If you have followed my blog you have probably heard me mention how I over trained for the Sugarloaf Marathon, which also happened to be my first BQ. Well, someone today asked me how I came back from that and I realized I never touched on that piece. I figured sharing my story might help someone else in a similar situation.
A little background before I start. I believe I followed the Runner’s World sub 3:30 plan while training for Sugarloaf. I am not completely sure because I trained with a group from work. I love training with a group but I also don’t. I don’t in the sense that it is harder to control my pace. I found myself always running faster than I would if I was alone. This is really where it all started. My easy runs were around 8-8:30 for all runs and I was trying to BQ with a pace around 8 minutes. Now when I look back I don’t see how that made sense, but at the time to me it did. If I had to run 26.2 miles at 8 minutes, I better be able to run all my runs at 8 minutes to ensure I can. Right? SO WRONG. But moving on from that for now. Anyway, I got in the mindset that I always had to train harder, faster, longer, more, more, more. That was my downfall.
I say downfall lightly because I still BQ’s and ran a PR of 10 minutes (3:43-3:33), but man did I feel terrible the whole race. Not even just the race, by the end of my training I had no energy for runs. Getting myself out the door was so hard and all I ever wanted to do was sleep. All the paces that once felt “easy” now felt impossible to sustain. I also had a lot of aches and pains. I basically felt like I was falling apart and just making it to the starting line.
To this day I think the reason I made it over the finish line in 3:33 is because I was running that race in memory of my boyfriends mother. The whole 26.2 miles I was thinking of everyone except myself, running for something bigger than me, running for people that can’t run. I told myself if I want all of my goals in life to come true, I have to be ready to work for them, through the sweat, tears and sometimes pain. My mental strength was on point that day, even though physically I wasn’t in the best shape.
Let’s get to the important stuff, how did I recover? Honestly, I know some people won’t want to hear this but I stopped running. I was happy with my accomplishment, my BQ and I had no races in the near future so I decided to take at least a month off and make sure all my ailments were better before returning. I know some people take a couple weeks and then ease back with easy running, I didn’t do this. You see, I lost my love for running somewhere along the way to Sugarloaf and I wanted to get it back, but I knew it would take time. Luckily, I got a puppy to fill that time!
Getting my own puppy and juggling working and spending every other moment with her, resulted in me taking the entire summer off from running. I stayed in shape and I ran from time to time but not frequently. If I did run, I ran without a watch and made sure I was running because I wanted to not because I thought I needed to. It was a freeing summer, I had time for other things. I could focus on my friends, boyfriend, family, puppy and soaking up the sunshine trying new things. It was refreshing. I will note I stayed in shape with gym classes and non-running cardio.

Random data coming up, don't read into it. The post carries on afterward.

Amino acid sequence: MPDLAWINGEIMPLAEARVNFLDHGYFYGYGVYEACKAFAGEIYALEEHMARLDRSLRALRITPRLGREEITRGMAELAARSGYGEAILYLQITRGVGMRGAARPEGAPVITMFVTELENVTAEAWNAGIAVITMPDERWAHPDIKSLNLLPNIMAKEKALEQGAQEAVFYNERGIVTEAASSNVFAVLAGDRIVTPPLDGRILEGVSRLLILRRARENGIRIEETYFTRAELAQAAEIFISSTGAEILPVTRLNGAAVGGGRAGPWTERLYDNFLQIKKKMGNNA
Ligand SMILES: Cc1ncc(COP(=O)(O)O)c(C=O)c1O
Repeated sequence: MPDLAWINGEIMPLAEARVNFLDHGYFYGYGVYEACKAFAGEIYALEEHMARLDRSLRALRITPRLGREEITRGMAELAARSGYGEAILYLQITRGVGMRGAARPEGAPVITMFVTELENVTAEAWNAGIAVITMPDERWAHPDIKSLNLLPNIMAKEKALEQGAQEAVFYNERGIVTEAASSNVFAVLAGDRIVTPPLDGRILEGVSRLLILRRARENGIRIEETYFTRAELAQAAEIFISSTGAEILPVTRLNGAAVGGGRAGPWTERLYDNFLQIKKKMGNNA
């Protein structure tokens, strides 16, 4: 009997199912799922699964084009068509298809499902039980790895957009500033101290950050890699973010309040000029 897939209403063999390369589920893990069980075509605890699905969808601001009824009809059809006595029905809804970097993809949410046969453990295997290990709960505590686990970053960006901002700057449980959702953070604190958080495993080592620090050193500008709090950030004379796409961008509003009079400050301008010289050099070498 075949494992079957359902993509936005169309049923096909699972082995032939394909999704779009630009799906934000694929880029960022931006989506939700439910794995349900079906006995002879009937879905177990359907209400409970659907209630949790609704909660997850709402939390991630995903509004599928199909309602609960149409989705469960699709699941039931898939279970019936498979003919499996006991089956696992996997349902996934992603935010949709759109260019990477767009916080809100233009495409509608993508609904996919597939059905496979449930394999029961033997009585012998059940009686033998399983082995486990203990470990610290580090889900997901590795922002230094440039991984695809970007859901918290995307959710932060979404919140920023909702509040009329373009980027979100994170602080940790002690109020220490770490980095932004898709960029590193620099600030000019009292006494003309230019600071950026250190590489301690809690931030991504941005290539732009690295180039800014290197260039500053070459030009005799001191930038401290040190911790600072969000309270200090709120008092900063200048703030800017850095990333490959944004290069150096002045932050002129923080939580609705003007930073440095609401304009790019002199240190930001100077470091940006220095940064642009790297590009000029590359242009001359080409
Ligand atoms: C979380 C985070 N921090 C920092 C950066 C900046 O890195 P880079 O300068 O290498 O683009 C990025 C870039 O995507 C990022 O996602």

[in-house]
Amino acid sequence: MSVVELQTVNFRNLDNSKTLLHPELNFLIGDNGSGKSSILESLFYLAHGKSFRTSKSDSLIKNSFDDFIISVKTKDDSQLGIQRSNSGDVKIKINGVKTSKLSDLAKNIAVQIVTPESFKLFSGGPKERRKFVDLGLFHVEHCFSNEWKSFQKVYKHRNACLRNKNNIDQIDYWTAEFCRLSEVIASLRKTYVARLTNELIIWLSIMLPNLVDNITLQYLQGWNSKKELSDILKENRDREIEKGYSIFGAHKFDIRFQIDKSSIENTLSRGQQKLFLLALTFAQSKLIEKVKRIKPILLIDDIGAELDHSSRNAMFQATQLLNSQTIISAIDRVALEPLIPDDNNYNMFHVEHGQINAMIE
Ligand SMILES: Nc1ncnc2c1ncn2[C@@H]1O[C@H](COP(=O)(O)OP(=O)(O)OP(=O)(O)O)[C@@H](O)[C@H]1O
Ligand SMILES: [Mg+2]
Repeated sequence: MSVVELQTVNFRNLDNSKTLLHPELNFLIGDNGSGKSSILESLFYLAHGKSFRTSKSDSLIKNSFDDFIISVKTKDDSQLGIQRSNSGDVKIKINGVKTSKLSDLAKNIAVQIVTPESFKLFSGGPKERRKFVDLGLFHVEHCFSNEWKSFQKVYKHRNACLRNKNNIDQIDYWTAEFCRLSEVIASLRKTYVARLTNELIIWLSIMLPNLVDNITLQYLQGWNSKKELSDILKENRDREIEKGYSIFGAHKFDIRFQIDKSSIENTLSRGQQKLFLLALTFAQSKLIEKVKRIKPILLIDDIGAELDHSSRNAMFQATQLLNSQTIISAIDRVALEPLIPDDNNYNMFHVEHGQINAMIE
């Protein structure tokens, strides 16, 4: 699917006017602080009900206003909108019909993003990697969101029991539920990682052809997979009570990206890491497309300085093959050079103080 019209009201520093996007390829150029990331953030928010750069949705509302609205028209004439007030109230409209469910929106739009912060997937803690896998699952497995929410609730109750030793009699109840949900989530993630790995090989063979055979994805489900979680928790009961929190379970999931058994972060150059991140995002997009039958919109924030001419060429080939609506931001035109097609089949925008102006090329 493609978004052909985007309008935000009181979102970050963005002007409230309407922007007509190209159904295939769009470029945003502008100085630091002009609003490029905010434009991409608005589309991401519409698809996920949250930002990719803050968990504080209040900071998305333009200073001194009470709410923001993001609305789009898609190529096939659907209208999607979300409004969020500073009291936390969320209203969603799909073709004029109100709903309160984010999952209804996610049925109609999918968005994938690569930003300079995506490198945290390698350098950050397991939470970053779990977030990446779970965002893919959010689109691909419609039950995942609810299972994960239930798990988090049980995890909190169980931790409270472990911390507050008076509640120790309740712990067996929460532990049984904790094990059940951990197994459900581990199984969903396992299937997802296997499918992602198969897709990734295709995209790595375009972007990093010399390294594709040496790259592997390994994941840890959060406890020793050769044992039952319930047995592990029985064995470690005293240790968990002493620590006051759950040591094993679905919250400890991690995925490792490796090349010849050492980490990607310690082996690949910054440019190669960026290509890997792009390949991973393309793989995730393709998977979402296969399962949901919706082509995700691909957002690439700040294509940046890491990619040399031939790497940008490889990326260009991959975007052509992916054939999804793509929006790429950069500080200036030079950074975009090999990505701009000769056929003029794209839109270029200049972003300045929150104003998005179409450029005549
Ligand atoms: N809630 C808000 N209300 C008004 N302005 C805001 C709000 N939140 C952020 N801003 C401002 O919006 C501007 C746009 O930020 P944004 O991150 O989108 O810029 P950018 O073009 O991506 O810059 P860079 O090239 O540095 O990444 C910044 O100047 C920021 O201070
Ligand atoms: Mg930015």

Eventually I missed running so I started adding in a couple runs a week, all watch-less. All my aches and pains were gone, my energy was back and most importantly my love for running returned. From there I slowly built up my running again, starting with 5k’s which I had never raced before. A new distance brought the familiar excitement of trying to conquer a new distance.
Then even though I didn’t expect to get in I signed up and crossed my fingers my time was good enough for a Boston number. Unfortunately it wasn’t, but when that happens it lights a fire in you that I had never experienced before. I was more determined than ever to run sub 3:30 to ensure I would get into Boston. So in September I decided to sign up for Napa Marathon again and this time I would do things differently, I would hire a coach.
What prevented me from over-training second time around?
- SLOW easy days – before I ran 8-8:30 for easy days, for Napa and now I run 9-10 pace
- Listening to my body – I wasn’t afraid to sleep in and fit a run in later if I knew my body needed it or alter a workout if it wasn’t my day
- Better diet – I ate a very well rounded diet, for Sugarloaf my eating habits were not the best 😉
How did my training differ?
- Variation in workouts
- Tempos & Speed
- Guidance on paces
Then in early March I crossed the finish line in 3:20! If you are in a similar situation, I know its easy to get caught up in social media and what other people are doing, but if you are burnt out give yourself a break or mix it up. In the long run you will be a better runner!
Tips for overcoming burn out or over-training:
- Make sure you are running for you & you love it
- Don’t fall into the comparison trap
- Give yourself a break/hiatus if needed
- Run watch-less
- Find new locations to explore
- Get rid of your plan and just run when you want for however long you want